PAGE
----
The U.S. Office of National Drug Control Policy named a veterinary tranquilizer an “emerging threat” for humans when mixed with the opioid fentanyl, but pharmacists say they've been warning for years about irreversible overdose and extreme morbidity risks associated with xylazine.
Jeff Breedlove with the Georgia Council for Recovery called the bill “delayed, not dead” and says the group will continue to work toward its passage next session.
The city of Atlanta and six metro area counties filed a federal lawsuit this week in the U.S. District Court of North Georgia seeking compensatory and punitive damages against drug companies and pharmacies related to their role in the opioid crisis.
Representatives from 40 organizations that make up the Substance Use Disorder Policy Partnership met with lawmakers at the Capitol to advocate for more resources for substance abuse prevention, treatment, and recovery.
This session, the Substance Use Disorder Policy Partnership will advocate for more resources for substance abuse prevention, treatment, and recovery.
Georgians affected by the opioid epidemic say they should have a voice in how the state’s $636 million settlement is used.
The 2022 unified vision for transforming mental health and substance use care in Georgia is part of a multiyear legislative process. Last year, they called for better access to mental health care as the state tackled effects from the COVID-19 pandemic.
This year, the group is asking for more funding of behavioral health programs that have proven effective.
Residents in rural South Georgia are adamantly fighting a zoning request — a faith-based nonprofit called Redeemed Living wants to build cabins for men in addiction recovery on 23 acres of local farmland. But the neighbors don’t want them living next door.
Calls to 988 will be answered by counselors trained in suicide prevention. Georgia’s Department of Behavioral Health and Developmental Disabilities says the state has invested about $20.5 million in 988 related expenditures over the past 20 months.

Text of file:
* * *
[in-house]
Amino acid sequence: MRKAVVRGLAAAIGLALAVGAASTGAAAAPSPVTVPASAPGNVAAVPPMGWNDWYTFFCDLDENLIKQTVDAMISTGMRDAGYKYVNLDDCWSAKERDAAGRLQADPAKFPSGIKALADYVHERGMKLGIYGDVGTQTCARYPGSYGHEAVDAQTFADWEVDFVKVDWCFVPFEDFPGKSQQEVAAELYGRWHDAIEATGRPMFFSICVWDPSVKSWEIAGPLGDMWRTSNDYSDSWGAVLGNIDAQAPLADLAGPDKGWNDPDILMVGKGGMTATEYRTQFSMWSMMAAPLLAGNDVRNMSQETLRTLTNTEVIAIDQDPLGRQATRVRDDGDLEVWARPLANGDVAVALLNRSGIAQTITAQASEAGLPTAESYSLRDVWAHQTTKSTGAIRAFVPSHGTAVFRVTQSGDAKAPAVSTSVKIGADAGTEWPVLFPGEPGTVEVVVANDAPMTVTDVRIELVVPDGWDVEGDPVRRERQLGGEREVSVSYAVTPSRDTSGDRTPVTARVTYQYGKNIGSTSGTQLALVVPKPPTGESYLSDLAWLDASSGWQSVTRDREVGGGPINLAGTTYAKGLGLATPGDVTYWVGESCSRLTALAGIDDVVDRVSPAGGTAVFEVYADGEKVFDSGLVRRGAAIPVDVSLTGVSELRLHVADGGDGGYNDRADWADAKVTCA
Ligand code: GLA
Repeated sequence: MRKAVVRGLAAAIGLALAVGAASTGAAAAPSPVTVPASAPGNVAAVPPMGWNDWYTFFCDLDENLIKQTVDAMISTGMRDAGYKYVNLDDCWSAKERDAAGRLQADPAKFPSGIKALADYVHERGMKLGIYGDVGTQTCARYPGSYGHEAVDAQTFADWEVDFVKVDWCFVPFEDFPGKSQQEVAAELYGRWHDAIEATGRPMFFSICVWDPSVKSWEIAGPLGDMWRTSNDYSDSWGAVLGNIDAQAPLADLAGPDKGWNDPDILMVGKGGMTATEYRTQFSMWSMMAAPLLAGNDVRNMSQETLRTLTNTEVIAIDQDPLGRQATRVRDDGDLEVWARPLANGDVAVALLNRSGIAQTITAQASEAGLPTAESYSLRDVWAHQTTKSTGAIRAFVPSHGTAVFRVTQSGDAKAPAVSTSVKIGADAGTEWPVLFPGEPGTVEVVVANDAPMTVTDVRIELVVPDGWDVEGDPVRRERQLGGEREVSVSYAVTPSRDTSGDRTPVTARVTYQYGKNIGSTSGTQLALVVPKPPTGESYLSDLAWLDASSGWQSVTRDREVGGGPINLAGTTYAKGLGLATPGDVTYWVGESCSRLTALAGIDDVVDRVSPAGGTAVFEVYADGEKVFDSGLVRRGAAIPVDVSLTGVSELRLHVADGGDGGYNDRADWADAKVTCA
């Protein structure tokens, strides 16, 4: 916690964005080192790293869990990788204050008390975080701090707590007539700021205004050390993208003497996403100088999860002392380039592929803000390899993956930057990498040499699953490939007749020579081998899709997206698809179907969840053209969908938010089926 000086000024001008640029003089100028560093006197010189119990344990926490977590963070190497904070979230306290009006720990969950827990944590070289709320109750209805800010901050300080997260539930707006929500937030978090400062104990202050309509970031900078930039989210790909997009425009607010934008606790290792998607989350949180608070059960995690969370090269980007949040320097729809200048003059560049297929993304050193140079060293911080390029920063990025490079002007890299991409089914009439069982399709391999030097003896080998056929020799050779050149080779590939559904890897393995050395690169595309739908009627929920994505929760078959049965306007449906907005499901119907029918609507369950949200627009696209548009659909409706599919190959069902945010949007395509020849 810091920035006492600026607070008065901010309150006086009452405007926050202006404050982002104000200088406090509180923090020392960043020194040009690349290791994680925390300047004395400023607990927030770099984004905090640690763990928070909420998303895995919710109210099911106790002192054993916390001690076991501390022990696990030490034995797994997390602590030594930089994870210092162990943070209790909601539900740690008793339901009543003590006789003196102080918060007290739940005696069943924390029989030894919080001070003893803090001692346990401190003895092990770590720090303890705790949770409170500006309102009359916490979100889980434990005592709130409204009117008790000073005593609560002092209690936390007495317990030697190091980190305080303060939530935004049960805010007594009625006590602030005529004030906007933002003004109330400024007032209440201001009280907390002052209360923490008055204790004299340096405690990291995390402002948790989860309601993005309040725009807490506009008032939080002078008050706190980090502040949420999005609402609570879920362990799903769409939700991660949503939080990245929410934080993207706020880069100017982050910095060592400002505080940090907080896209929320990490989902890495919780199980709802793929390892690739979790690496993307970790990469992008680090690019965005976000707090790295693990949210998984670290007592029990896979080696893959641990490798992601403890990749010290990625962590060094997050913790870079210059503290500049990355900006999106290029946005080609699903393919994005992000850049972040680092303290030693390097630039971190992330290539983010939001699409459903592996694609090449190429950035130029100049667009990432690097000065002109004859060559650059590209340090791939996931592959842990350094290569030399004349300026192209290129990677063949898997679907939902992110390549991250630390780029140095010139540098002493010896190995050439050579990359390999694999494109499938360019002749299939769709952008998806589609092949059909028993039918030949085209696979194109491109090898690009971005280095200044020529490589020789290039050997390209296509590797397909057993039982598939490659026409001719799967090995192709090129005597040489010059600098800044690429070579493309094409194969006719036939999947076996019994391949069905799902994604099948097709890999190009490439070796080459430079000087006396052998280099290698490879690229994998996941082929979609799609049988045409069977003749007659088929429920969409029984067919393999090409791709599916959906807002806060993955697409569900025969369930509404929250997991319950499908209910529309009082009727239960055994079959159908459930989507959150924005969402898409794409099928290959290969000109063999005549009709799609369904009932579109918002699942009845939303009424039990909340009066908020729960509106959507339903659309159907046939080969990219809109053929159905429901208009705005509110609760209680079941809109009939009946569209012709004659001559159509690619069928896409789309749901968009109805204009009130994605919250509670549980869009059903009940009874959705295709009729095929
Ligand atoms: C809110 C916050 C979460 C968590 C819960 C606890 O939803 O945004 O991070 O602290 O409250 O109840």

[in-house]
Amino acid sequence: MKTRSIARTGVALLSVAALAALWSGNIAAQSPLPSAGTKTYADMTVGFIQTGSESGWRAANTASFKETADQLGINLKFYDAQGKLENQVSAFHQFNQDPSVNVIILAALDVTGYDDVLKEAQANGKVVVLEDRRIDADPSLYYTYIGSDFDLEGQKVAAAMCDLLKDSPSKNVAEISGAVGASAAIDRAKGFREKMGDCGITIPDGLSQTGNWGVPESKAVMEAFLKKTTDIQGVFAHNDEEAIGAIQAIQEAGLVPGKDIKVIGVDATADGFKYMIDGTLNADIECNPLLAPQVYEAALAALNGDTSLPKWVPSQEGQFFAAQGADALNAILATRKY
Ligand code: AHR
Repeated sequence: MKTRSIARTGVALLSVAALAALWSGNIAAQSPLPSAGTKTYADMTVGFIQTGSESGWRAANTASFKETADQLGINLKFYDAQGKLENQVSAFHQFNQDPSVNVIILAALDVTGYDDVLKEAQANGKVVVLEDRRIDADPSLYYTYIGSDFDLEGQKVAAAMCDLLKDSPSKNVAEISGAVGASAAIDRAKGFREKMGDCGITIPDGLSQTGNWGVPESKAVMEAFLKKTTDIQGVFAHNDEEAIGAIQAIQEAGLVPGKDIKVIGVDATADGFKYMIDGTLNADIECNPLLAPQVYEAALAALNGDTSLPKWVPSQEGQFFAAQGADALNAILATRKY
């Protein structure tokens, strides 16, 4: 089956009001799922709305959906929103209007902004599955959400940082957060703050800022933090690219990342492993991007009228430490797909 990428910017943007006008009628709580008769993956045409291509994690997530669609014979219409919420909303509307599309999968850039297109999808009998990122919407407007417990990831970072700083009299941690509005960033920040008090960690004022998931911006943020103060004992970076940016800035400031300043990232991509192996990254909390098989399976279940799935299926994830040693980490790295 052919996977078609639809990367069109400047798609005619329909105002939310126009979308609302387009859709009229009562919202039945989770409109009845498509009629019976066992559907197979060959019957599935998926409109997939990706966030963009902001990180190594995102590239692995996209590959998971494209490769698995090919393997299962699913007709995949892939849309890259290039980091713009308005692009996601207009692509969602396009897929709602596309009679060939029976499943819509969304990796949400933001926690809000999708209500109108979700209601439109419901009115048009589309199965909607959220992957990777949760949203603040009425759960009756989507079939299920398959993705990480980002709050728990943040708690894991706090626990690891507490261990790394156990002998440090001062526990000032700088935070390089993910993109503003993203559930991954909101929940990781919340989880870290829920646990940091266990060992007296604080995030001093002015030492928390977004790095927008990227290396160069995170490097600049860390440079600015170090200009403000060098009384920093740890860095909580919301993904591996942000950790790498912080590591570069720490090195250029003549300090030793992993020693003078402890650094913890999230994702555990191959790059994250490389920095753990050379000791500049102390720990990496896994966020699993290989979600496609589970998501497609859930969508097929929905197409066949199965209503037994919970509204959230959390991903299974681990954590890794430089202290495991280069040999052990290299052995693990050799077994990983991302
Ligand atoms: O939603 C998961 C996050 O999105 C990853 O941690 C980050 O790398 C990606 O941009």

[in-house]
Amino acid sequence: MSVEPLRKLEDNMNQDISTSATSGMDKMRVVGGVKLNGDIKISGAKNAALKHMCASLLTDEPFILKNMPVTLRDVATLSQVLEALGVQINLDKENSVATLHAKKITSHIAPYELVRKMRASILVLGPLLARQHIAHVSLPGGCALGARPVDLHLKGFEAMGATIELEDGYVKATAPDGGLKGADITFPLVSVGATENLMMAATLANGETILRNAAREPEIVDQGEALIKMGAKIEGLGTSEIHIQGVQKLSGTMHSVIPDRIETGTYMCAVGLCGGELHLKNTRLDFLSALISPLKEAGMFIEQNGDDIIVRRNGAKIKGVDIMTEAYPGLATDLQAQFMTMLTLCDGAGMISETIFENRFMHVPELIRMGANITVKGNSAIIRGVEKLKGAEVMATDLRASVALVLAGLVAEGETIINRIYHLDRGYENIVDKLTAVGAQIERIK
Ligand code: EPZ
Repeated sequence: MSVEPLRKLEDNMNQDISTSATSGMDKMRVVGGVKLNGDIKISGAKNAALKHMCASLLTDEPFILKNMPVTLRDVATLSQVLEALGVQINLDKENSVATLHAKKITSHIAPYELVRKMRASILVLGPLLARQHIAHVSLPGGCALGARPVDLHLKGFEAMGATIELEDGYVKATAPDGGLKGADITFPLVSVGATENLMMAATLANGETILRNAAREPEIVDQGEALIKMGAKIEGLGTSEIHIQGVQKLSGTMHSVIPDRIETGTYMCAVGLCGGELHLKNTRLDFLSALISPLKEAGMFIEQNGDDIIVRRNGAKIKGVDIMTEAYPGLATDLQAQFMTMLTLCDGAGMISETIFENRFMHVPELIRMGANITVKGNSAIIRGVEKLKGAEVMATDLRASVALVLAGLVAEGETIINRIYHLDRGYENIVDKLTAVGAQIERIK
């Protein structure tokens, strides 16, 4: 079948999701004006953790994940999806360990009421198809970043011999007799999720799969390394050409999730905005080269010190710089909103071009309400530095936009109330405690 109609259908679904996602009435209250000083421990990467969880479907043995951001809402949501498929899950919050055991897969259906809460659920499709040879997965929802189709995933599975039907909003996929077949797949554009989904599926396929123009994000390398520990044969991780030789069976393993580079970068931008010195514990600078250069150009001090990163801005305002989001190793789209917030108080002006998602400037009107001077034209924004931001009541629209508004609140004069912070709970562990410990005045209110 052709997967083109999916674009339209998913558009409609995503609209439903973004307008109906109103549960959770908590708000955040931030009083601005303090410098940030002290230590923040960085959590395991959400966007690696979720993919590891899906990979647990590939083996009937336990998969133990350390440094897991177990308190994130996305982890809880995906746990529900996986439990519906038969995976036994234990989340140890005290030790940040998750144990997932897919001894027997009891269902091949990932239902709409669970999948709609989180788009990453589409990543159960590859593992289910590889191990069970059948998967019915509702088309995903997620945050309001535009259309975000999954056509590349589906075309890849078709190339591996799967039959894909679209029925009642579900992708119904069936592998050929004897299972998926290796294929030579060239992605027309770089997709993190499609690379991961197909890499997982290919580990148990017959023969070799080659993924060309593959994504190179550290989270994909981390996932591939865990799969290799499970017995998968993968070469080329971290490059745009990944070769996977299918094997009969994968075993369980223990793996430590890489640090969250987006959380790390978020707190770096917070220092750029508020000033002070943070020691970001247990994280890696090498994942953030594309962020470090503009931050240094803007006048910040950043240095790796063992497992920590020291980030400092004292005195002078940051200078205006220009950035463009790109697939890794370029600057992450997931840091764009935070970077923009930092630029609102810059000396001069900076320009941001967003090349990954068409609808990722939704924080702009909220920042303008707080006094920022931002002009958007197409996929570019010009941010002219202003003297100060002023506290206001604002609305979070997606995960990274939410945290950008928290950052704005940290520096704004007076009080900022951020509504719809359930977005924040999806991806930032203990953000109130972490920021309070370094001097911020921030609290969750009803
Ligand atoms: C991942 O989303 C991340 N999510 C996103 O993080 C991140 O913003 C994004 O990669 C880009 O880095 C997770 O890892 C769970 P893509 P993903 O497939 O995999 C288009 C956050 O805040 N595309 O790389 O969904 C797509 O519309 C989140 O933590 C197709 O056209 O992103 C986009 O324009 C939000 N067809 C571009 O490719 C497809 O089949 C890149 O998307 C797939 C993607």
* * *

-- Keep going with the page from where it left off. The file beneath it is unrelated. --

The Fulton County Jail is called Georgia’s largest de facto mental health facility because of the high prevalence of mentally ill detainees. Often, they have no place else to go until a crime is committed.
Between early February and mid-March, at least 66 emergency department visits in Georgia involved the use of cocaine, methamphetamine, crack, heroin, pain killers and cannabis products that were likely laced with fentanyl, which is 30 to 50 times stronger than heroin. Experts worry about increased risk of overdose when users believe that the pills are legitimate pharmaceutical products.
Legislation to bar future lawsuits against the companies involved in a $26 billion multi-state settlement must be passed before the state can collect $636 million dollars. The money will help pay for preventing and addressing the effects of opioid dependence.
Even when mental health is covered, providers of behavioral health services can be tough to find. And there are not always enough of them to treat rising pandemic-related anxiety or depression.
The deadline to sign up for a health plan on the marketplace is Jan. 15.
The BOOST Grants Program provides three-year grants, renewed annually, to community-based and statewide organizations that operate comprehensive out-of-school time programming year-round, over the summer months or after school during the academic year.
Parity in health care means substance misuse treatment and heart defects should be treated the same way by insurance companies. A federal parity law passed in 2008, but there is no mechanism to ensure parity is enforced in Georgia. A plan presented Nov. 10 at the state Capitol seeks to change that.